But in some cases, you have to be concerned that they’ll be able to kill you before you kill them. My specific concerns in this area these days are decks such as Tendrils, Burn, and Zoo, roughly in that order. A Tendrils deck is reasonably likely to not even bother trying to hate you out, feeling safe in the assumption that they’ll just storm you out before you can do anything about it.
Our trump card, which I include in almost all post-board games, is Iona. She’s a reliable, 7/7 stop sign for most strategies, and is especially devastating against decks that look for their reach in off-board spells.
For example, Tendrils.
This is also the primary driver for my inclusion of Unmask in my sideboard. It gives me outs against decks that may be otherwise faster, even if I can’t hit an Iona or zombie horde in time.
Some select sideboarding
Legacy is a big, big place, so sideboarding is a big topic. However, we can review some specific categories of opposition to give you an impression of how I might sideboard in each case.
Note that there is no rule that says your sideboarding must be consistent from game to game within a given match. Often, for example, I find that my sideboarding in game two is a little off from time to time, and if I’m especially uncertain, I’ll start on the Unmask plan before moving to a more tailored one if there’s a game three.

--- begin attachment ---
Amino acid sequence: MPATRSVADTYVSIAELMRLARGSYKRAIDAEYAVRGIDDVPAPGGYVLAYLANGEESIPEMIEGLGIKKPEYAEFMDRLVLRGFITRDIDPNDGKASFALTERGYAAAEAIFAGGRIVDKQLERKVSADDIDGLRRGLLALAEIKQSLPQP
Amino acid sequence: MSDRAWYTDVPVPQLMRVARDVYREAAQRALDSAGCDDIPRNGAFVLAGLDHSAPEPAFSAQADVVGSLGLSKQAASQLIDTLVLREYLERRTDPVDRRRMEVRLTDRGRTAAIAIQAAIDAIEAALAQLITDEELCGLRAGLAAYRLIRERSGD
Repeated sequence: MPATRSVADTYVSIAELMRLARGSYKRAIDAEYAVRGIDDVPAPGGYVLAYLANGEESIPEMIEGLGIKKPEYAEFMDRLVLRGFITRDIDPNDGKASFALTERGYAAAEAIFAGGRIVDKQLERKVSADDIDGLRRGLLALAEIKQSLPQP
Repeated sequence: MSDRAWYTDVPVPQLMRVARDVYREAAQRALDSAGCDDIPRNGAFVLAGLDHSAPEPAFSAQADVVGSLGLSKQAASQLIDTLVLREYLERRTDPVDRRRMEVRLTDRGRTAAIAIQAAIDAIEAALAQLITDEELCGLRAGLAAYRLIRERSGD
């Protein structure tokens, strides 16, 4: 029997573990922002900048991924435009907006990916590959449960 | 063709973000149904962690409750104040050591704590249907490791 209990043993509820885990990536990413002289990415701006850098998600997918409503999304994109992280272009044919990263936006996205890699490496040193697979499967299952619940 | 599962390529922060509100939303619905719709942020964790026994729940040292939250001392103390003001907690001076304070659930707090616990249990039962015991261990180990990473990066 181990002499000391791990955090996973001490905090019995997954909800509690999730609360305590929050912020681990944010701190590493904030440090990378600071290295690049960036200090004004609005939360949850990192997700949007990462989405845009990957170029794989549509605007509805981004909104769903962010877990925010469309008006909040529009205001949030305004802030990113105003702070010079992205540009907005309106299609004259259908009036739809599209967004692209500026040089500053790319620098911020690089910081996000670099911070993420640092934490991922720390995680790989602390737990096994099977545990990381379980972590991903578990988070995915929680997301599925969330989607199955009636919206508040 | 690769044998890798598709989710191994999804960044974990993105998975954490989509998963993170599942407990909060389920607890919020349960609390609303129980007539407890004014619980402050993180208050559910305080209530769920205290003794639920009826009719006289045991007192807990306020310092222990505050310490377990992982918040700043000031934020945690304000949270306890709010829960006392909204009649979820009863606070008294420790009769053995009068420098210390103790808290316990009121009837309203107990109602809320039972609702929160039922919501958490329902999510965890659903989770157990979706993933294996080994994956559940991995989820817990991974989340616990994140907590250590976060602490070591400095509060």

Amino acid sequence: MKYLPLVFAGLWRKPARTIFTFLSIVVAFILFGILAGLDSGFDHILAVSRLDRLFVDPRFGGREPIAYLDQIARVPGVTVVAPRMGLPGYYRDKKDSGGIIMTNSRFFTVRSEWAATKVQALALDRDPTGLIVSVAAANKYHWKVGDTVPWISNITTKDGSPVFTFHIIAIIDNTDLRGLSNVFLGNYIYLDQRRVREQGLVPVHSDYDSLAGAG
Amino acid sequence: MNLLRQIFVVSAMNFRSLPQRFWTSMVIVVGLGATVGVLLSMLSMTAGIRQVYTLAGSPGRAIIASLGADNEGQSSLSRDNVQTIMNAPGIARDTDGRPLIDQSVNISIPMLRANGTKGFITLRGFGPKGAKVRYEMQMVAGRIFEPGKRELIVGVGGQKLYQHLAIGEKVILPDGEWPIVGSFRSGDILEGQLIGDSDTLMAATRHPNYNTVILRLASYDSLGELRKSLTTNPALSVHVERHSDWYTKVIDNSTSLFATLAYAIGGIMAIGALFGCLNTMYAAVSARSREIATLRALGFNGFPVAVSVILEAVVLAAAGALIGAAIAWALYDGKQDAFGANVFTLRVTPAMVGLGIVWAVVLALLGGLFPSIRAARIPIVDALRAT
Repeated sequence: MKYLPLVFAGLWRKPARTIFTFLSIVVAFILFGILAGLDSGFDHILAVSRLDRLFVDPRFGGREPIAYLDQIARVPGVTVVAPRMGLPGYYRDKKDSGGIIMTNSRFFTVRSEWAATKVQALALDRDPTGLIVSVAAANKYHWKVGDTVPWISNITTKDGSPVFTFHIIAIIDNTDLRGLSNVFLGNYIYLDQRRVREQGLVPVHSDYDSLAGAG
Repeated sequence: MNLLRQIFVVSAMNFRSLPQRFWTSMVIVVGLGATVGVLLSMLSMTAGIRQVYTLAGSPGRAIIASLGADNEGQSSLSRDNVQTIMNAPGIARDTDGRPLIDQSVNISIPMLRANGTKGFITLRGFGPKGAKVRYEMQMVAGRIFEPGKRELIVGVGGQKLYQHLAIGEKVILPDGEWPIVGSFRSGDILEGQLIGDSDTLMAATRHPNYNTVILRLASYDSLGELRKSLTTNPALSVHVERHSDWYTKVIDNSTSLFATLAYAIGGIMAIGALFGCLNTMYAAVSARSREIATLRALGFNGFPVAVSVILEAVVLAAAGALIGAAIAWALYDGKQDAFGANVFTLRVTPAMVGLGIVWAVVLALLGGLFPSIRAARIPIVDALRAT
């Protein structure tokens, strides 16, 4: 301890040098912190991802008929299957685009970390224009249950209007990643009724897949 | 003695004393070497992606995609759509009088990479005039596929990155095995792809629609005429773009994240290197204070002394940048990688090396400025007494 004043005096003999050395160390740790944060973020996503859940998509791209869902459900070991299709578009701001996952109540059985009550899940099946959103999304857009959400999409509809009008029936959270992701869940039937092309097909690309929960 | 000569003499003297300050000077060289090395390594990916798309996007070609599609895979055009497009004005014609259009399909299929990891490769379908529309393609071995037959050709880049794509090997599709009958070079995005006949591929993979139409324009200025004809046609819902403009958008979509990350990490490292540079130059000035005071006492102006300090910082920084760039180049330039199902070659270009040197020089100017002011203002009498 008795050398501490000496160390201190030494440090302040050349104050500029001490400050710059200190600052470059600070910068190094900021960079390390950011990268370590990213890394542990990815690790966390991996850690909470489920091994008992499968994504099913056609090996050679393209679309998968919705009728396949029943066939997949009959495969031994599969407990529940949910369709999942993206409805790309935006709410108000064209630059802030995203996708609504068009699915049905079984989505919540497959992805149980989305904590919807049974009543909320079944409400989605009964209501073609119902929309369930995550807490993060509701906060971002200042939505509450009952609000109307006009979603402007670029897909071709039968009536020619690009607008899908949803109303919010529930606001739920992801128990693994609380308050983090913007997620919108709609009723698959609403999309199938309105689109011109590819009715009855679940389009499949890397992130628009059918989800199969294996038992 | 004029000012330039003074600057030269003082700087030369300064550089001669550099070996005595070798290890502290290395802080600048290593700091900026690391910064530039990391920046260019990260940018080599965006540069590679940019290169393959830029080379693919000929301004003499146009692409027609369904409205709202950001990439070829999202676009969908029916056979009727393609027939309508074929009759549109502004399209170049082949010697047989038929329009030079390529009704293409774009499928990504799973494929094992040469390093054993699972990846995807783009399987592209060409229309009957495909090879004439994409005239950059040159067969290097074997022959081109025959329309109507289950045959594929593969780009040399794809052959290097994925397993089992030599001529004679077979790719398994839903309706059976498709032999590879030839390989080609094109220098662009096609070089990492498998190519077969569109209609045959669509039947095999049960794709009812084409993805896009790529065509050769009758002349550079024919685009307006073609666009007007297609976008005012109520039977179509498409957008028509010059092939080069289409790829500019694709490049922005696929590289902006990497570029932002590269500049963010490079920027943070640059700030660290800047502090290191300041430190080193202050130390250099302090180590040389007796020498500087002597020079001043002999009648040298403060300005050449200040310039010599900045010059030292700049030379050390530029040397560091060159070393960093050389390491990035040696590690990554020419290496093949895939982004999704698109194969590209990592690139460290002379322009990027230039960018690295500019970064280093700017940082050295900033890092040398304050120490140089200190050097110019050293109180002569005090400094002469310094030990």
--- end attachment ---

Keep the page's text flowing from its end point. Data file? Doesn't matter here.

For reference, here’s my deck list again:
My expectation in playing against CounterTop is that I will be facing Relic of Progenitus as the default hate. Thus, Nature’s Claim and Pithing Needle to shut down that plan, with the bonus option that excess Claims and Needles can be used to punch holes in the Counterbalance-Top plan. The extra Ichorid is there to grind out games – it’s good in a matchup where the opposing deck relies primarily on countermagic to deal with threats.
Once again, I’m assuming there will be a smattering of artifact-based hate, but with less access to it than in CounterBalance, where we have fetchlands, Top, sometimes Trinket Mages, and Jace. Given that the deck has less access to it, I’m willing to pull back on the specific cards meant to face that hate in favor of cards such as Darkblast and Pithing Needle, that will help stick a knife in the Elves deck’s game plan.